Applicants to the Founder Institute must pass a predictive analysis test, part of which involves the type of personality assessment using shape selection in a multiple choice format. Tests are processed in and results announced from Silicon Valley. As of his presentation, Maurice said that six had already been admitted to the total 25 available places, with slots filling up quickly and applications accepted until April 13.

The Founder Institute’s Montreal chapter boasts about 20 mentors, including CEOs and VC investors. The format promises to be an informal “fireside chat” session each week, with mentors dropping in to give their presentation and participate in a Q&A.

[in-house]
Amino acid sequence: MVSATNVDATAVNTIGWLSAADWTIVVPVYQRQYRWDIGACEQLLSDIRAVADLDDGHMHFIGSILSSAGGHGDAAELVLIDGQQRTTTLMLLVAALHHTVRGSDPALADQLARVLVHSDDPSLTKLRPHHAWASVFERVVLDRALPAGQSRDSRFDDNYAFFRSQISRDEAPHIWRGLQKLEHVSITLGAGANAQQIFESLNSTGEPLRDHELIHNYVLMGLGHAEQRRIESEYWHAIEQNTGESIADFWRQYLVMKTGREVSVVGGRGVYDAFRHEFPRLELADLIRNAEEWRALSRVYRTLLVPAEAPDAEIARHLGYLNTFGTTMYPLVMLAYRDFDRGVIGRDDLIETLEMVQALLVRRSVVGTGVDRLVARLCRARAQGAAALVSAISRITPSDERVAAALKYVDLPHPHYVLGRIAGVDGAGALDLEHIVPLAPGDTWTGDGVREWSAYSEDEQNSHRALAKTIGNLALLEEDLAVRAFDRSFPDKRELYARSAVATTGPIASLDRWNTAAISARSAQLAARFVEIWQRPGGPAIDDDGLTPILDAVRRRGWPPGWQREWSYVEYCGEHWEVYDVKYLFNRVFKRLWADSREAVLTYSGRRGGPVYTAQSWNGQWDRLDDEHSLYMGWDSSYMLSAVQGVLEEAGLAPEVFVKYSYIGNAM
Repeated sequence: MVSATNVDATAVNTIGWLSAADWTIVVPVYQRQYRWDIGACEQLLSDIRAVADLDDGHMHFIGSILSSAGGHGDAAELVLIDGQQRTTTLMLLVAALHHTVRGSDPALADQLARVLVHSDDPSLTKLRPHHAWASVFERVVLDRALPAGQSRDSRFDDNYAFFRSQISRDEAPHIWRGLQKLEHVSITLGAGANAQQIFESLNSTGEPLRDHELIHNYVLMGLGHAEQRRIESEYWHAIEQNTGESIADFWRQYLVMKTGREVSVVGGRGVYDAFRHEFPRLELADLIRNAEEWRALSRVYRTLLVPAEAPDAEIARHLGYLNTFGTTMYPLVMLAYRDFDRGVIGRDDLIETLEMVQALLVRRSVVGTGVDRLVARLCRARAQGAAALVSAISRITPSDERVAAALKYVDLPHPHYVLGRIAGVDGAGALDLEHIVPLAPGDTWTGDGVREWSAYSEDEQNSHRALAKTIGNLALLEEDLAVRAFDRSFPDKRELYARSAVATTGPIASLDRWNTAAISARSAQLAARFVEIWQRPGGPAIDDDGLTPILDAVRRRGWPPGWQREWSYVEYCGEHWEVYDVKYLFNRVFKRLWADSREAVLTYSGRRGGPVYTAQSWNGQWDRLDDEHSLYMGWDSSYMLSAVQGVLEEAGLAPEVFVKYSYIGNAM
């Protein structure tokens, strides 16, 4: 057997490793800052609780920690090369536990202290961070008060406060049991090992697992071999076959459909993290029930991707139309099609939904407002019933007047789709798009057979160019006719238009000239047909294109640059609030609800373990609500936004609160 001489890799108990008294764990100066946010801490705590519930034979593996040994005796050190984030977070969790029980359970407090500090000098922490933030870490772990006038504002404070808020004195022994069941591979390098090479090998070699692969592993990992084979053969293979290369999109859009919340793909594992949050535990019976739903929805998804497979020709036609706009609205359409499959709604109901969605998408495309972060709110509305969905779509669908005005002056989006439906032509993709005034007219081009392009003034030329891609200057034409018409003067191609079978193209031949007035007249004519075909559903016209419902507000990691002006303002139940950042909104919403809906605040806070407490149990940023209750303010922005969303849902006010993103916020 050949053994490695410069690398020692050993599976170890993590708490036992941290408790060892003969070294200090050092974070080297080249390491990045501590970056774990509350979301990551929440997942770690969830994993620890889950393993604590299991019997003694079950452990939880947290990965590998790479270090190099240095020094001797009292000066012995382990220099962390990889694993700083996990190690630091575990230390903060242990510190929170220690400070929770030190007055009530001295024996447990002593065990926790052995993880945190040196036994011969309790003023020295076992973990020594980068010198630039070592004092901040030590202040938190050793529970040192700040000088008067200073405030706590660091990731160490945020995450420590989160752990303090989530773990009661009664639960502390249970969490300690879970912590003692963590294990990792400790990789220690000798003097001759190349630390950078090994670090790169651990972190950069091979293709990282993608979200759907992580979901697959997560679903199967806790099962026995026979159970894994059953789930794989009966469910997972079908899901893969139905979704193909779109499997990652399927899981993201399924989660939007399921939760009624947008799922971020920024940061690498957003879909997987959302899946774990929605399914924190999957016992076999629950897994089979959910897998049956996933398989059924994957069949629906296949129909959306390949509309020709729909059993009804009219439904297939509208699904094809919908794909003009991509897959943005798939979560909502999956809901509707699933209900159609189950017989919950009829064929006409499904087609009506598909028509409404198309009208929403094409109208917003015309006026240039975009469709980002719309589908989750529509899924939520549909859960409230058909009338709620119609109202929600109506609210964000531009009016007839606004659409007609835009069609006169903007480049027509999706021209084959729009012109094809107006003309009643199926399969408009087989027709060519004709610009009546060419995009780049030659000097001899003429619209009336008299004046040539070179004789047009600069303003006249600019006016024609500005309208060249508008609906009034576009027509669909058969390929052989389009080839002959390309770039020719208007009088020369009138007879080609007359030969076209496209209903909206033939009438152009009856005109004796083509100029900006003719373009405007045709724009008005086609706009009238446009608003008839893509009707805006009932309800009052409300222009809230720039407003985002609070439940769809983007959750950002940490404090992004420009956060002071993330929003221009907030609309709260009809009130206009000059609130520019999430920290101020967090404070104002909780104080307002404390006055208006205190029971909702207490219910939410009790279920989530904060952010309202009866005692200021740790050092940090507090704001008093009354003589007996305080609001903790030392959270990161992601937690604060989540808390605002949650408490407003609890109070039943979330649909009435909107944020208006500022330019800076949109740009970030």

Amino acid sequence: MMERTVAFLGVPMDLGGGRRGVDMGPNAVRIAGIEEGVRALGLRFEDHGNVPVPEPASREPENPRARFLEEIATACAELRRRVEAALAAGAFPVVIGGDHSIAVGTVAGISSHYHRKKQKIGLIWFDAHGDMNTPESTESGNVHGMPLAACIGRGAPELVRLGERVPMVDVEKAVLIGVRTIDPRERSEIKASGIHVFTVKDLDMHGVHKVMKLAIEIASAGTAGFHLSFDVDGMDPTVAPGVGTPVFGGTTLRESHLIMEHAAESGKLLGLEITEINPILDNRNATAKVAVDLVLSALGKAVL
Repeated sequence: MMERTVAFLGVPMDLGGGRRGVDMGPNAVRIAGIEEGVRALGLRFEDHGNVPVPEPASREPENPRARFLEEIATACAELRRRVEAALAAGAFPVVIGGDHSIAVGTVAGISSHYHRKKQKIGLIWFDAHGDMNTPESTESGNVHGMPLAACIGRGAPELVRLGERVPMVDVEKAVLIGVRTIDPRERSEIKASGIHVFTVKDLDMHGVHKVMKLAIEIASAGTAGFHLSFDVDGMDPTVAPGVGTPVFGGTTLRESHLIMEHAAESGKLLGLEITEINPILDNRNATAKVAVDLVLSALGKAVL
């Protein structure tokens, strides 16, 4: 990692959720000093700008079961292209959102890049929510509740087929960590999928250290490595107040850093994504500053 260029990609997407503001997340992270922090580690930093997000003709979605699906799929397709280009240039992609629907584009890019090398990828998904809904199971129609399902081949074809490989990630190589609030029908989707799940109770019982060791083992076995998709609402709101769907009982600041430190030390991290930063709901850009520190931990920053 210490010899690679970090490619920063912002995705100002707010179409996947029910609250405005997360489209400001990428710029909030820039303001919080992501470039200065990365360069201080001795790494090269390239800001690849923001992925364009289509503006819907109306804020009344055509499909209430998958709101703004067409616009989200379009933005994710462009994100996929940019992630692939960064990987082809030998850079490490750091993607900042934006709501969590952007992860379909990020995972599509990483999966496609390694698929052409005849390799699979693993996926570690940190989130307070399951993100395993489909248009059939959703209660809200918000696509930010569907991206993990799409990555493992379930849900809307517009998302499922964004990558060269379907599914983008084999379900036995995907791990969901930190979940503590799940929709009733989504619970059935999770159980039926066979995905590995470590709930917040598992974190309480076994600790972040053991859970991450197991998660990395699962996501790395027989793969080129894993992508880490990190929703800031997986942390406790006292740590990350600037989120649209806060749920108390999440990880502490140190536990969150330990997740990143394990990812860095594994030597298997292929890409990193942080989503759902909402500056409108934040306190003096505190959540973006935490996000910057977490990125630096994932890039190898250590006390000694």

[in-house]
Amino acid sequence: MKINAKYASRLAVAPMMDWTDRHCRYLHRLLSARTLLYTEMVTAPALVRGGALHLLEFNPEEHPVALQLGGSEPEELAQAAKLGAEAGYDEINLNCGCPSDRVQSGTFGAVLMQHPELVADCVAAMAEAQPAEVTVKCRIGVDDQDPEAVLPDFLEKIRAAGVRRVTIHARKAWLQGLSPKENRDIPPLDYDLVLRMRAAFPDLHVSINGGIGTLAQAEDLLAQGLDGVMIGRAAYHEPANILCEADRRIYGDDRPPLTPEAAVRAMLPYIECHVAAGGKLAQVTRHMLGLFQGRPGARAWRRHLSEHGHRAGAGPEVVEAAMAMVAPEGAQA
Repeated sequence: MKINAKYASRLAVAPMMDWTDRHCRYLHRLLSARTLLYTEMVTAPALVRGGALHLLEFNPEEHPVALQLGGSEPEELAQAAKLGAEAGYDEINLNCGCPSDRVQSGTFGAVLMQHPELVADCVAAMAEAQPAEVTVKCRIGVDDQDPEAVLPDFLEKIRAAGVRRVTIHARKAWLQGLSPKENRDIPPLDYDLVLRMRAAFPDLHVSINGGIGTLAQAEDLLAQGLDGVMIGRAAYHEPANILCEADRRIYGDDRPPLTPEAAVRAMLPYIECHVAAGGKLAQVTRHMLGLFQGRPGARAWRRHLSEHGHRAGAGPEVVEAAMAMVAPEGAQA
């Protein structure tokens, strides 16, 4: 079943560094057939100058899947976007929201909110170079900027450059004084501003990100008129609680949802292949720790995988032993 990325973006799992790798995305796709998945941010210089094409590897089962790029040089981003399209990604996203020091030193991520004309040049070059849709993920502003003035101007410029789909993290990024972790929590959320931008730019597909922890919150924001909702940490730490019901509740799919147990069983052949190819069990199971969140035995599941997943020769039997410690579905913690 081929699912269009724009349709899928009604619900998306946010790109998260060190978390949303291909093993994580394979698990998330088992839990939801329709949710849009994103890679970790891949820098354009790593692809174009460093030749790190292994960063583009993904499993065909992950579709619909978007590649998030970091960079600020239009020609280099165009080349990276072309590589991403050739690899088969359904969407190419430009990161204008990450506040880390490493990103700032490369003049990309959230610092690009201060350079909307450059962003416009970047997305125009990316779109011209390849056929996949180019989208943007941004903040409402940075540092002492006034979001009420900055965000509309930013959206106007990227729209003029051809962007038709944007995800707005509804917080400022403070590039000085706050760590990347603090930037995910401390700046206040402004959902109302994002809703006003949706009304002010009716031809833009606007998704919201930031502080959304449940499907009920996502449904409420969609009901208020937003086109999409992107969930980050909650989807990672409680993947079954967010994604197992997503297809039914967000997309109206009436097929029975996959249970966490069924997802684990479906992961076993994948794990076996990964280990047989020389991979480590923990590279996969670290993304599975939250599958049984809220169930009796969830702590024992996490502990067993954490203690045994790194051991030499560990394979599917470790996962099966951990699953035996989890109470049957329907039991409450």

While the general fizz surrounding start-up culture may attract most applicants, the budding entrepreneurs accepted into the Founder Institute can be expected to familiarize themselves with the routine chores of how to draw up a business plan, as well as taking advice from marketing and legal professionals.

An app developer attending the information session asked Louis Philippe about getting access to business-minded collaborators to complement his technological skills. When Louis Philippe asked if he had a business person as part of his team already, the programmer replied, “I’m looking for one. It’s hard. I have enough problems finding a girlfriend, you know?” which elicited a healthy laugh from the room.